Moisture and dirt make mud and after dusting with the chalks, you could let the mess dry and stop if you like what you see. I went further because the close-up viewpoint quarter-inch scale provides suggests that more visual impact is possible.

Photo 5. I make my own weathering powders by scraping a pastel stick with a knife blade. I this case I used a black and very dark gray for the greasy/gritty texture in the next step. You could use commercial weathering products if preferred.

Photo 6. It makes a fine mess. I simply wipe off the rail heads with a stick or piece of toweling being careful not to smear the crud below.

On To Paint
I applied washes of Tamiya acrylic paints using flat black and German Gray (a charcoal like color). You could use any brand of paint as long as it’s compatible with the other materials (Photo 7). This is the most subjective part of the process and I just went at it with abandon. The washes ranged from almost full strength to very thin. I wanted the color to flow readily off the brush and to wick freely through the materials. Because the track and mud is sopping wet now, you don’t want to use any kind of brushing motion, as that will create a bigger mess. Instead, simply touch the tip of a loaded brush to the surface and let the paint flow on its own (Photo 8).

I dip the brush into the paint first and then into a container of thinner, I very lightly swish the brush to thin the paint until it drips or flows easily. There’s really no simple or clear way to describe this. Five minutes of practicing the technique on scrap materials will be more useful than pages of text.

Photo 7. These are my primary colors for this job.

Photo 8. Dip the brush into the color and then into the thinner. You want a mixture that flows freely from the brush. To apply, just touch the brush to the wet surface and the paint should flow easily.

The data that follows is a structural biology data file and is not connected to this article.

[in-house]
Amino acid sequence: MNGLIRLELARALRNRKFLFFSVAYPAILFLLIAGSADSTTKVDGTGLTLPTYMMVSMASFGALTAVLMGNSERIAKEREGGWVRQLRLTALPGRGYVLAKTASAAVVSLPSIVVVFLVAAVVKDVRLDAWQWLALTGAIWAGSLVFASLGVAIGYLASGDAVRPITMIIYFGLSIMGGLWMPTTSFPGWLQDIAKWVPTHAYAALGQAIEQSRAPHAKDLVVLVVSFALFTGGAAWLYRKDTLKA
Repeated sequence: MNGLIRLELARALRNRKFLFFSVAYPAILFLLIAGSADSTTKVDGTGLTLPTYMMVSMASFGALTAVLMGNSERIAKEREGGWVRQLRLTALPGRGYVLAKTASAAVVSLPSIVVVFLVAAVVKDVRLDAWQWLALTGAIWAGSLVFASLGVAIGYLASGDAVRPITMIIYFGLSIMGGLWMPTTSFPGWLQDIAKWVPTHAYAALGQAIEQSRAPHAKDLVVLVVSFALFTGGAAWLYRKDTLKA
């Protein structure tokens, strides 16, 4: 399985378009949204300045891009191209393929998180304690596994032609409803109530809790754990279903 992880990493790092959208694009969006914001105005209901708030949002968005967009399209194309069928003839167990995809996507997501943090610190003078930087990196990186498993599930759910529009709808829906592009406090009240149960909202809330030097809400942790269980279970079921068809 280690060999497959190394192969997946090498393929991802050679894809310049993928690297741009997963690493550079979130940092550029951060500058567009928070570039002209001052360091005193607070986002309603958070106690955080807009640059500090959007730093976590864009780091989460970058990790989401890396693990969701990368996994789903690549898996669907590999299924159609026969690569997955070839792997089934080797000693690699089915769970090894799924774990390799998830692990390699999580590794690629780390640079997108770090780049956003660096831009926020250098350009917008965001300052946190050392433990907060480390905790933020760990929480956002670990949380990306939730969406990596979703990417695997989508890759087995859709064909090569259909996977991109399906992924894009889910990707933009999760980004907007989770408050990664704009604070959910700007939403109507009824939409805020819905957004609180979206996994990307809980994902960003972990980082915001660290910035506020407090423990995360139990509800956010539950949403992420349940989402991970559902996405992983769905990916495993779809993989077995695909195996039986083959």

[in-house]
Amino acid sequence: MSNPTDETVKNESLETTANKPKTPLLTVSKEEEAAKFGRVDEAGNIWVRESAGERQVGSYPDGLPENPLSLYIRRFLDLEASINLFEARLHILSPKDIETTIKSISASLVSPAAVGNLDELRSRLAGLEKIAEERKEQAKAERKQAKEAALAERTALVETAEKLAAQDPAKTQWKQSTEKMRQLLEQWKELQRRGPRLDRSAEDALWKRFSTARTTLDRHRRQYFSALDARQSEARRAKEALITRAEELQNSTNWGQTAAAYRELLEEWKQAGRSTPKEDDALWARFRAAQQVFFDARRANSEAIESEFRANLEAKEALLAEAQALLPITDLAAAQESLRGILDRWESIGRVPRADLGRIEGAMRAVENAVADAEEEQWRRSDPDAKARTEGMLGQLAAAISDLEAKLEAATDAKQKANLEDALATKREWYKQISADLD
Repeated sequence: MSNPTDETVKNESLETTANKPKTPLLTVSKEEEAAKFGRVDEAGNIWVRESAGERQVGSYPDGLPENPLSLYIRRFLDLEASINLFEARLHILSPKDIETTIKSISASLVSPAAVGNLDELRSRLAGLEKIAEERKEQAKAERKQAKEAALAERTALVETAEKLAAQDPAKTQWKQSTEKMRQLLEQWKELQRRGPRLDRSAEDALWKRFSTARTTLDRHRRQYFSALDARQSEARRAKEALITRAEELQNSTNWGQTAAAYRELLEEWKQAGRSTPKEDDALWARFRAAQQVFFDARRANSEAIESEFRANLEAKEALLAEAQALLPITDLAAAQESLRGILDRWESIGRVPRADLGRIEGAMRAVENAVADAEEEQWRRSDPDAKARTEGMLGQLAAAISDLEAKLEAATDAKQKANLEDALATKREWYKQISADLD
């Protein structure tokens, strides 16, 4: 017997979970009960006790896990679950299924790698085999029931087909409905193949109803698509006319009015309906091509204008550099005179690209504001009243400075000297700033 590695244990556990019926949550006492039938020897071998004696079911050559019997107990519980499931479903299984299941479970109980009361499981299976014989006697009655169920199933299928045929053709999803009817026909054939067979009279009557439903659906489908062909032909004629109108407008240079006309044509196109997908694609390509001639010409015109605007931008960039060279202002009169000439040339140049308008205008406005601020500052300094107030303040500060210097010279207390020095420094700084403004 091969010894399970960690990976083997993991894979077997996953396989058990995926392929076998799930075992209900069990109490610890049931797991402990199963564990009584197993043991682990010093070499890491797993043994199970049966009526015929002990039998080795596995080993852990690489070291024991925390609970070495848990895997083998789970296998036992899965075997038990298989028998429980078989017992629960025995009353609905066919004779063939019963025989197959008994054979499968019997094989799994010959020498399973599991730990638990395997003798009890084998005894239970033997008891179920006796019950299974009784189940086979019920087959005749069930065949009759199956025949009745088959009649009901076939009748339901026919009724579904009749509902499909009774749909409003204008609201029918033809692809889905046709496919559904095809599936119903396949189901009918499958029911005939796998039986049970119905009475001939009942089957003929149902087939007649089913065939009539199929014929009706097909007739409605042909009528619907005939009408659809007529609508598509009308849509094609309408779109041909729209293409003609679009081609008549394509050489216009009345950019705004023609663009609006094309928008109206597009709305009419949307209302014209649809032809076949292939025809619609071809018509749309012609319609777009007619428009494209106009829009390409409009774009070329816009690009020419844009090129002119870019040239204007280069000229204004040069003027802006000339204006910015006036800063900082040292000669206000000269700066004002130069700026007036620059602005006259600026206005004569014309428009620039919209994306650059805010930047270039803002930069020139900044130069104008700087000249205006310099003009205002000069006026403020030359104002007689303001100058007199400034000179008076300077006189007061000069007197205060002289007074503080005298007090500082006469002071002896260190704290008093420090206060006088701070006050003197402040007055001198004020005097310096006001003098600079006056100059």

Once the color is to your satisfaction, you have a choice of letting everything dry, or adding more chalk dust to build up the greasy texture along the rails. I added another dusting of chalk here for such effect and called it quits for now. I’ll let this section dry thoroughly and see what, if anything, it needs. So far, I’m pretty pleased with the outcome (Photos 9-10 below). Photo 11 shows my original experiment after it dried overnight. The color did, in fact, lighten ever so slightly. I like what I see here.

Photos 9-10. The track is very wet in these photos and it’s time to stop, let things dry and then see how it looks. I’m happy with the results at this point.

Photo 11. My first experiment has dried overnight and the colors did lighten just a bit. I’m pleased with this outcome.

There really isn’t a right or wrong here. The techniques aren’t that difficult and your own eye is the best judge for whether you succeeded or not. You can go nuts with this technique but it’s one of those things that can be overdone and look contrived if placed carelessly. And, if your era is the 1990s to present day, you might want to back off since stricter environmental regulations really took hold during this period.

There’s a lot you can do with this method. You could skip the grease and oil effects for track buried in dirt for example. With a shift in color and more attention to the textures, this might work well for the fine cinder dust in a steam engine terminal. As always, A willingness to experiment and real world reference material is your best guide.

Some Cautions
My use of actual dirt was a choice I made and haven’t regretted. However, be aware that there are some concerns and precautions. Dirt is an organic material made up of a lot of things like metallic particles and microorganisms. I sifted and completely dried my material before using it on the layout. I haven’t had any issues with it fouling drive trains or getting into motors. I bond everything on and around the track, so I’m confident with the methods. However,if you have any concerns then use common sense and find a substitute material you feel more comfortable with. Once again, I stress the importance of practicing on scrap materials first.

I hope this is useful.

Regards,
Mike